Monday, May 11, 2015

Week of 05/11/2015

We Make Our Own Enemies
In the world of comics, a very common theory is that superheroes create their own supervillains.  If there are no heroes, then there would be no villains.
Superman supposedly created Lex Luthor.  Batman supposedly created The Joker.  The Flash supposedly inspired simple criminals to become super-villains.  Spider-Man’s appearance supposedly led to the creation of the Green Goblin and the Sinister Six.  Without the X-Men, there would be no Brotherhood of Evil Mutants.  The creation of Captain America would lead to the Red Skull.  And so on and so forth.
It’s about balance.  The yin-and-yang of fiction.  Good cannot be so powerful that it tramples over evil, so evil needs its own champion.
The one thing I’ve noticed of late is that this idea of “heroes and villains” is not just limited to fiction.
Seventy years ago this month - May 8th to be precise - we ended some real-live “villains” in Europe.  Nazi Germany fell with a whimper to the steamrolling surge of Soviet troops from the East and the Americans and Allied nations from the West.  Their supposed “thousand-year reign” barely lasted over a decade.
To commemorate this time of history, the various cable channels have been running specials on Nazi Germany.  How they came about.  How they came to power.  How they manipulated the masses.  Depending on who presented the documentary, the German people were seen as either suckers, manipulated by slick opportunists, or else victims of systemic bullying from both the European community after World War I and from brutish thugs who somehow got political power. 
But no matter the presenter, the picture that they painted was clear: Nazis were every bit the evil villains that could come out of fiction.  No exaggerations would be needed.
I find these specials enlightening because they show just how manipulative a group of people could be.  It wasn’t just a whole country waking up one morning and supporting a certain party because they looked nice in their uniforms.  It was a gradual process of manipulation and packaging combined with a little foresight about certain events like the Great Depression.
But then I looked at what happened after we won in Europe and later in Japan.  We “won”, but we didn’t.  We simply changed villains.  Soviets instead of Nazis.  And this time we didn’t fight them.  We simply “prepared” to fight them.  That way we could keep the “game” going indefinitely.  And we made deals with people we supposedly would be against in order to keep this new villain at bay.
And once the Soviets collapsed, a certain political faction in America started scrambling for other villains to fight.  The deals we made to fight one enemy created other enemies.  We propped up dictators and despots because they would supposedly be on “our side”.  In doing so, we made their enemies... the very people that we would otherwise support... our enemies.  And then we would make more deals to fight those enemies.  And the “game” would continue on and on, with new enemies to face and new deals to broker.
So I have to ask... when will it end?
How can it end, when we continue to play these games of “heroes and villains”, where we make deals with groups that we otherwise would fight against, and in doing so we set the stage for the next villains to face?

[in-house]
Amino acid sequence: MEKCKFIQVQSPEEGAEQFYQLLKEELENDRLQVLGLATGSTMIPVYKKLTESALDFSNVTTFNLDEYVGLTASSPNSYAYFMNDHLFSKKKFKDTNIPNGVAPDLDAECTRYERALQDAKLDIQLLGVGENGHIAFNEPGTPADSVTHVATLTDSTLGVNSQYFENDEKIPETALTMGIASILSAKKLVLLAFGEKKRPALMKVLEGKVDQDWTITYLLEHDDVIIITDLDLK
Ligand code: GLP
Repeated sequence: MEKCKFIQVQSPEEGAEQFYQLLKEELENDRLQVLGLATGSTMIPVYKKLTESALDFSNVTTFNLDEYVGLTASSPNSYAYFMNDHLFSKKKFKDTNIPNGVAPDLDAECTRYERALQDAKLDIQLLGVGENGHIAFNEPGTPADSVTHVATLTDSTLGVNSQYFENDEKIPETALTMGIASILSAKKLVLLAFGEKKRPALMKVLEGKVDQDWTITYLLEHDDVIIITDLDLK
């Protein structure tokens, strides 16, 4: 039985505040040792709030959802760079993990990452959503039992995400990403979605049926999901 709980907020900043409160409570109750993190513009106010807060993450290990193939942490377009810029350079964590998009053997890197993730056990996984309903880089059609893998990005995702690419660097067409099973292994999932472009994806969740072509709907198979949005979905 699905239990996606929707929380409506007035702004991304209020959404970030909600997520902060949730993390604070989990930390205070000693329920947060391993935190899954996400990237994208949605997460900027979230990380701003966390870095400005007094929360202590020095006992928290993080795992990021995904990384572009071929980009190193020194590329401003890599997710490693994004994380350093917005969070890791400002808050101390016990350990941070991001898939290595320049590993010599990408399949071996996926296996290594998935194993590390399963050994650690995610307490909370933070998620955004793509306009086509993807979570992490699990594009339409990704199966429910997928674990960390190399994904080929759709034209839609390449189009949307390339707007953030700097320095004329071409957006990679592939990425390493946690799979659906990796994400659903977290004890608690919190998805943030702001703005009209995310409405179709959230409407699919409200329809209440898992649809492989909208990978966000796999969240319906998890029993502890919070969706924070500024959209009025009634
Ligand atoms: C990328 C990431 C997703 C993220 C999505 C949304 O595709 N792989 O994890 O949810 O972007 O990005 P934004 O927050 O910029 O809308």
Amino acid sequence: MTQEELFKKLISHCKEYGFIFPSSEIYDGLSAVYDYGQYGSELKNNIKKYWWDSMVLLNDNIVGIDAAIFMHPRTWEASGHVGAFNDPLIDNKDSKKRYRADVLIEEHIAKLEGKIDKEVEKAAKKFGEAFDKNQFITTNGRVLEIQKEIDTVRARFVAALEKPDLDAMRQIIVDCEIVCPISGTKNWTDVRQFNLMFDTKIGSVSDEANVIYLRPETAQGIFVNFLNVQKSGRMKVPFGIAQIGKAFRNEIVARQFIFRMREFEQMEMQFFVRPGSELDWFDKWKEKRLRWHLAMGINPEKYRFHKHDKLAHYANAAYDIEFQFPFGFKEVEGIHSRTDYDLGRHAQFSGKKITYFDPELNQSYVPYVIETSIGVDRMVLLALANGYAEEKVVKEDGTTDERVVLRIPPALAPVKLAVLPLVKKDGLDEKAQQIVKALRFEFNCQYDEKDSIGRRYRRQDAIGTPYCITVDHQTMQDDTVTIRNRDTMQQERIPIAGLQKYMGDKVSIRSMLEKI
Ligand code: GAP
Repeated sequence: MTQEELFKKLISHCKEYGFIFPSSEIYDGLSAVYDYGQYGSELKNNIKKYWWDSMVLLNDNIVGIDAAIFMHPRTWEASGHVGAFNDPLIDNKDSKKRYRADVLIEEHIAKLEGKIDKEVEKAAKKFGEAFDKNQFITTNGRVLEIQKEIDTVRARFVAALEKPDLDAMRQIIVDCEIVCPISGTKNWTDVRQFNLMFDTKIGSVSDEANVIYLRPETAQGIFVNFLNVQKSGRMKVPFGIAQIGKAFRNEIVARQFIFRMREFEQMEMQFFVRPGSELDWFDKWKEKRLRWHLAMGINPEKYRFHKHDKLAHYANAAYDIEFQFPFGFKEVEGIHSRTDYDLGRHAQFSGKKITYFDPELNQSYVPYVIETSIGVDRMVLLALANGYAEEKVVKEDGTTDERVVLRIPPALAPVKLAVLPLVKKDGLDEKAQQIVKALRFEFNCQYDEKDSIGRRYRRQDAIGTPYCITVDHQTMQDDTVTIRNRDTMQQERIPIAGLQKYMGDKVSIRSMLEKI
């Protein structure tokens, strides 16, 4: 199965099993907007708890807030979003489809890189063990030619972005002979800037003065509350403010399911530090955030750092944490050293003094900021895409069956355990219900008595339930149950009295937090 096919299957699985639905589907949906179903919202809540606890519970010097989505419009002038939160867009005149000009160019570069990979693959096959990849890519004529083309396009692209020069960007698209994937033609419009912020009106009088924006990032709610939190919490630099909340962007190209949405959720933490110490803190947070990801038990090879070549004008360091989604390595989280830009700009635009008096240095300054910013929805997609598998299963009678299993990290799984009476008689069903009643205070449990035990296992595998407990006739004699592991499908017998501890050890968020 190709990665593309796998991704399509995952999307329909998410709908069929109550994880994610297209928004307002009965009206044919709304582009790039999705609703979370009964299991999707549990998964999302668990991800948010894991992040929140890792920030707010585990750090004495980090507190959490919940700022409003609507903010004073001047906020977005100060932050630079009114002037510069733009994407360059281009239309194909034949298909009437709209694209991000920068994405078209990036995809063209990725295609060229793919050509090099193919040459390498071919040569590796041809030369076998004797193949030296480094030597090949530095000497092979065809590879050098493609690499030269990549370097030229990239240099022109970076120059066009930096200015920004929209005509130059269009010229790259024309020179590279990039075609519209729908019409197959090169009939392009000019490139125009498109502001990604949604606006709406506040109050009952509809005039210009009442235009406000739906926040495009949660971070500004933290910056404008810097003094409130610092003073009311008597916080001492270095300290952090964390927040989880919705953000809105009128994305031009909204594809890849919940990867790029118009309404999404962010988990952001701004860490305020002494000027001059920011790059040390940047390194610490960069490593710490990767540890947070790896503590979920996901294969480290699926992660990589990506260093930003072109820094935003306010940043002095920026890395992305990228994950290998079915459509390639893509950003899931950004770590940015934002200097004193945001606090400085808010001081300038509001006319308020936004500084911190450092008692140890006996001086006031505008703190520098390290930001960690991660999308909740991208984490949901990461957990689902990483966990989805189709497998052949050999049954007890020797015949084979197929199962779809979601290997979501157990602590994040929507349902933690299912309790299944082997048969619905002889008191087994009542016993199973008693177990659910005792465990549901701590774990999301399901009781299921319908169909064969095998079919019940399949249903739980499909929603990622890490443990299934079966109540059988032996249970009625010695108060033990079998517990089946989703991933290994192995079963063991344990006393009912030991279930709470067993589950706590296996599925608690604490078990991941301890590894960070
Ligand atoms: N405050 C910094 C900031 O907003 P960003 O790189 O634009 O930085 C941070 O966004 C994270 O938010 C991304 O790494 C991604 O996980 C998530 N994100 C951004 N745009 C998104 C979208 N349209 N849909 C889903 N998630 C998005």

The sad part is that same political faction here in America can’t seem to turn it off.  If they’re not focused on the enemy “out there”, then they’re coming up with ones in this country.
Look at how that same political faction deals with the poor and those that are considered “different”.  They’re quickly demonized, blamed for all the ills of society.  We’re told our society’s prosperity and security are at risk because of these groups.  There’s talk of punishing these groups, restricting their activities, even banishing them to certain parts of the country.  All of this sound familiar?  It should.
Look at all of the people that are leaving this country to side with terrorists.  We ask “why”, but we really don’t want to hear the answer to that question.  We just say “they shouldn’t be doing that”.  Yes, they’re being “seduced”.  The problem is we’ve provided the ammunition for it.
Let’s get brutally honest here... we make our own enemies.
Every time we continue to define ourselves through conflict, we make instinctively create enemies.  Every time we make deals with those we would otherwise not be associated with, we not only make their enemies our own, but we also betray what we believe in.  No amount of self-centered delusion of being “exceptional” can hide our hypocrisy either.  We’re not “exceptional” when we prop-up and support tyrants.  We’re not Superman or Batman when we do that.  We’re Lex Luthor or the Joker.
We need to see more of those specials of Germany seventy and eighty years ago.  Not just of how they fell, but how they got into power in the first place.  We need to remember how a nation was manipulated and maneuvered into accepting the mechanizations of tyrants.  How they were convinced they could be prosperous if they simply gave up those they deemed “different”.
Then comes the hard part... we need to ask ourselves where we are today compared to the Germans of that time.  If the only real difference is geography, language, and a calendar, then we also need to accept that somewhere along the line, we’re doing it wrong.

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